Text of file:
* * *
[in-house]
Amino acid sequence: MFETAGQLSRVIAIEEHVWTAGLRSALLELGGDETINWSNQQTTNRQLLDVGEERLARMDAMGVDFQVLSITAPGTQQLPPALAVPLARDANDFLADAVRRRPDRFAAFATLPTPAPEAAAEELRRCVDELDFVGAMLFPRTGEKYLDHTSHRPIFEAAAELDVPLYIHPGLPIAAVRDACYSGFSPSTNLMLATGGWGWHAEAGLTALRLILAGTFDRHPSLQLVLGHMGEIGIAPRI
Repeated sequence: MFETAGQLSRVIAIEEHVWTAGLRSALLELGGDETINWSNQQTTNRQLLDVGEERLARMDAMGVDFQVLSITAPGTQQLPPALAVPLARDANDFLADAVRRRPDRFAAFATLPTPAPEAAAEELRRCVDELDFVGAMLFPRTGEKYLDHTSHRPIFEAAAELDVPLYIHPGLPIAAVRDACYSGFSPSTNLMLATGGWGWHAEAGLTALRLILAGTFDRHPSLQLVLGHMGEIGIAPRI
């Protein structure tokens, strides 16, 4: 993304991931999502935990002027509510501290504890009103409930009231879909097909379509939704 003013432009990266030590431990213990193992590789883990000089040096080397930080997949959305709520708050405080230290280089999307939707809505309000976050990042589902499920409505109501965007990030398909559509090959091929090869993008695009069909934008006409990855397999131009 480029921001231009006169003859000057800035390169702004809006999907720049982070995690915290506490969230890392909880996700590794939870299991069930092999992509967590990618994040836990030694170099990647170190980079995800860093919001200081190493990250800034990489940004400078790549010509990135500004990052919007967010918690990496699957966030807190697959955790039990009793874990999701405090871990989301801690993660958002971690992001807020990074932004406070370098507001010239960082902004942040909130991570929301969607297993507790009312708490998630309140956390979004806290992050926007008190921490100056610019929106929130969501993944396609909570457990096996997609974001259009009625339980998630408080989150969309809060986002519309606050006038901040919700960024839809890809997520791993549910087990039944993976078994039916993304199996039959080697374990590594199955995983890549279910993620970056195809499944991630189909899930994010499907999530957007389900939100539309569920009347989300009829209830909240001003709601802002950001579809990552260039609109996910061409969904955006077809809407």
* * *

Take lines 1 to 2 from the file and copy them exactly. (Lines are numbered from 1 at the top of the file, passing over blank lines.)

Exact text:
[in-house]
Amino acid sequence: MFETAGQLSRVIAIEEHVWTAGLRSALLELGGDETINWSNQQTTNRQLLDVGEERLARMDAMGVDFQVLSITAPGTQQLPPALAVPLARDANDFLADAVRRRPDRFAAFATLPTPAPEAAAEELRRCVDELDFVGAMLFPRTGEKYLDHTSHRPIFEAAAELDVPLYIHPGLPIAAVRDACYSGFSPSTNLMLATGGWGWHAEAGLTALRLILAGTFDRHPSLQLVLGHMGEIGIAPRI